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Sébastien Pilote

Sébastien Pilote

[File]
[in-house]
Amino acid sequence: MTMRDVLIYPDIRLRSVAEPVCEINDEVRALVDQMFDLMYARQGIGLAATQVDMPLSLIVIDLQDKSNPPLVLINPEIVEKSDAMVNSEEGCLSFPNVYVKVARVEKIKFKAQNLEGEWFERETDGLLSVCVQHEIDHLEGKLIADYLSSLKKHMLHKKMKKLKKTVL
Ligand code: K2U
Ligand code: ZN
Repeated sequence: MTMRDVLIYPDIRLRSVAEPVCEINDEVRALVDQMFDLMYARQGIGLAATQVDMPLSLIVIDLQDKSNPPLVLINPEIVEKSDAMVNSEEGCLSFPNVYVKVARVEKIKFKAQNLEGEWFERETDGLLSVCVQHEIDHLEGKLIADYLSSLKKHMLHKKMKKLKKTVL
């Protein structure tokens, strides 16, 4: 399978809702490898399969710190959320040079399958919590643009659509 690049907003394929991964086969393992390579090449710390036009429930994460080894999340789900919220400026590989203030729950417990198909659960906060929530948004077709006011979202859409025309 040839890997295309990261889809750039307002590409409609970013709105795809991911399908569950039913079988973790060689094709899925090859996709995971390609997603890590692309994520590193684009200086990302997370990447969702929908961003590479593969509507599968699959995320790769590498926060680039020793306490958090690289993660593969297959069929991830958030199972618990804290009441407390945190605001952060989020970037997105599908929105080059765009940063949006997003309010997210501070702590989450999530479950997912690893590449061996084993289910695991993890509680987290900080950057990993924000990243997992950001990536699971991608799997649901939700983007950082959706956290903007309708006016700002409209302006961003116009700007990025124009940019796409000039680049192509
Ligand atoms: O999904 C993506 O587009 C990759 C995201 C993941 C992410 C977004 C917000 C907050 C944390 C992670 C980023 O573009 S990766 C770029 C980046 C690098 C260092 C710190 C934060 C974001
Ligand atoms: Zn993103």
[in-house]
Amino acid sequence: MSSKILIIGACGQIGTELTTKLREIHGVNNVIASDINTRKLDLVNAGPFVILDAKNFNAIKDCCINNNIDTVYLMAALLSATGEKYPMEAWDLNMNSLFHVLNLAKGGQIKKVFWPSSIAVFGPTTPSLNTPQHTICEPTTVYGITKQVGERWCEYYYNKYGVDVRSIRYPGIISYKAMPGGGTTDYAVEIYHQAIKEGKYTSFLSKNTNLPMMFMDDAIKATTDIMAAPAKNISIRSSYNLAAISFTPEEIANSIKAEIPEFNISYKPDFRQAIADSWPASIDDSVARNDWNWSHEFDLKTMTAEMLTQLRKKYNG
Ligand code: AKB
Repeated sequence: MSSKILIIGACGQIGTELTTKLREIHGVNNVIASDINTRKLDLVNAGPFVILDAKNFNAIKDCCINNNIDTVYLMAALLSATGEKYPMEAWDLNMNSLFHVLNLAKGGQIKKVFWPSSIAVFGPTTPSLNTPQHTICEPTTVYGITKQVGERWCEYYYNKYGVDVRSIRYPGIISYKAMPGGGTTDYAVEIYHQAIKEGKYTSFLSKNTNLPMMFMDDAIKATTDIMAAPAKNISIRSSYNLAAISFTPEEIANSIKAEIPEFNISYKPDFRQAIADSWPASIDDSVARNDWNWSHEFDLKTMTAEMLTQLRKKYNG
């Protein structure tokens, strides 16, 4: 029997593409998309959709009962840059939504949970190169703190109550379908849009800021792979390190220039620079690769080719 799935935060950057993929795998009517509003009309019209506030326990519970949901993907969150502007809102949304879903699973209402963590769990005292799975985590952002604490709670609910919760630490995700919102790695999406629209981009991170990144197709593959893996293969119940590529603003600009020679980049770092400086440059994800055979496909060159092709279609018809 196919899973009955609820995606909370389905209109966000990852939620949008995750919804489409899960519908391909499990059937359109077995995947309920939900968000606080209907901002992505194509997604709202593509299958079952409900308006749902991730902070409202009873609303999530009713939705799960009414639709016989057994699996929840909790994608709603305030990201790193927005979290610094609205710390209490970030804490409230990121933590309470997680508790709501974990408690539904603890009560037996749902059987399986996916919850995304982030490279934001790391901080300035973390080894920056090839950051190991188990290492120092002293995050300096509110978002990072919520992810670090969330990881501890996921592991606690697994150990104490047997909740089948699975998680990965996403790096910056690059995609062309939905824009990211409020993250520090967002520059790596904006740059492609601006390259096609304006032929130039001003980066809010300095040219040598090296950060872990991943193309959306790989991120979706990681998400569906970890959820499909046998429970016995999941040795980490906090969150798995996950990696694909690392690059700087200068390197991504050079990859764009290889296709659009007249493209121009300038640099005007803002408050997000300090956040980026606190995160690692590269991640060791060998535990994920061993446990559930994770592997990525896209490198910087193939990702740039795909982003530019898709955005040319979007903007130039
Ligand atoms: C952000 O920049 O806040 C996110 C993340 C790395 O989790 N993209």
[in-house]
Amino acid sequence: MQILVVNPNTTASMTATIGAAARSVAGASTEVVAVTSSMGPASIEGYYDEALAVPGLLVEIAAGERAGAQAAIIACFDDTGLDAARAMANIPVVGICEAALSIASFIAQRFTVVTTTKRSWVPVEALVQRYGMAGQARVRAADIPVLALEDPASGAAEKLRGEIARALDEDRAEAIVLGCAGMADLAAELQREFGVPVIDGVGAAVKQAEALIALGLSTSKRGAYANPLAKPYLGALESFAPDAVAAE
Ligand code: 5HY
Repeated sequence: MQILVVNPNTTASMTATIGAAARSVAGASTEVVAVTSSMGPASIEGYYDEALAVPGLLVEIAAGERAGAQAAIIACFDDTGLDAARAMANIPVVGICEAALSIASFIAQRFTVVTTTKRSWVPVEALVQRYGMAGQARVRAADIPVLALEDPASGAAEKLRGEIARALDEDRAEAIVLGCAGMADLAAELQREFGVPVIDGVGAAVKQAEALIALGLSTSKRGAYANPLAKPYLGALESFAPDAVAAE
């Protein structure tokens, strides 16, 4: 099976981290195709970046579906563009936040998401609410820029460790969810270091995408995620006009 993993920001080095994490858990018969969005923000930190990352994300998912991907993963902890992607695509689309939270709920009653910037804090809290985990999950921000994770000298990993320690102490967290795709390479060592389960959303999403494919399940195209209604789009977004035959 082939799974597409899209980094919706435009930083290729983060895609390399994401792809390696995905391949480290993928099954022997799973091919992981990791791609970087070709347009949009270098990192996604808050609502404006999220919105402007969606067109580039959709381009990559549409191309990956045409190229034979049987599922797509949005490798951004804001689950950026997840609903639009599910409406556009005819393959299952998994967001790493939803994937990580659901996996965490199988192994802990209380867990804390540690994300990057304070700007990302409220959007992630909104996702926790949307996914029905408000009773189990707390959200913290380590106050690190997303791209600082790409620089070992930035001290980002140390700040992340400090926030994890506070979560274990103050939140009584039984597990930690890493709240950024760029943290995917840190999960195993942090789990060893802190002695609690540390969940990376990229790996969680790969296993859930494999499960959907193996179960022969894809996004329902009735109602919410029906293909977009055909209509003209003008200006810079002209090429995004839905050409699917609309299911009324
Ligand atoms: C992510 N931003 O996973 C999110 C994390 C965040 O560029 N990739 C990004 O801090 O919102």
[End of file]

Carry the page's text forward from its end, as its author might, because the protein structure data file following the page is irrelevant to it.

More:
Pilote was born in St. Ambroise, a Saguenay-region village located in the remote region of Canada's Quebec province in 1973 before moving to Chicoutimi. He discovered the local cinema in his hometown, but the real spark came in college, where he was inspired by one of his teachers. Pilote became obsessed with the medium after a class screening of Ingmar Bergman's "Hour of the Wolf" (1968), and channeled his passion into making his own art. After earning his degree in art and film at the University of Quebec a Chicoutimi, he wanted to bring the creative energy of Montreal's filmmaking scene to Chicoutimi, so he founded the Saguenay International Short Film Festival in 1997 with his fellow filmmaker Eric Bachland. As the film festival continued to thrive, Pilote pursued his career as a director of television news reports for Télé-Québec. During his time at the station, he directed a range of projects, from news segments to over 100 small documentaries, sometimes even operating as his own cameraman. Pilote enjoyed the flexibility of working with a small production team, and sought to create the same versatile shooting style when it came time to develop his first short film, "Dust Bowl Ha! Ha!" (2007). The short was inspired by the closing of a factory in his local region and also featured his father Gérald Pilote in a starring role. As the first of many films that would explore the effects of businesses shuttering in industry-dependent rural communities, the film was widely praised, and was selected for the Locarno and Toronto film festivals, and won awards in Barcelona and Montreal. Just as Michael Moore captured the public's attention with his film "Roger & Me" (1989) about the crumbling economy of his hometown of Flint, Michigan as the American auto industry began to lose steam, Pilote focused his lens on his native Quebec with equal zeal, eschewing the documentary format for something more narrative-driven. His feature debut which he wrote and directed, "Le Vendeur" (2011), told the story of a car salesman on the verge of retirement before his business gets unexpectedly hit after the closing of a local paper mill. As reality mirrored art, the film experienced its share of production problems as locations were closed up due to bank foreclosures, and out-of-work mill workers were even featured in the film. Despite its bleak subject, it was a box-office hit domestically and showed at over 60 film festivals around the world. After his impressive debut, Pilote continued to make his presence felt, with his follow up feature "Le Démantèlement" (2013). Picking up where his last film left off with a factory closing, his next film dealt with what happens after a closing, as things start to "dismantle." To save his daughter from financial ruin, a sheep farmer sells his farm in a story of sacrifice, family and industrialization. In a nod to Pilote's appreciation of the tradition of classic filmmaking, "Le Démantèlement" was the last 35mm film to be developed in Technicolor in Montreal.
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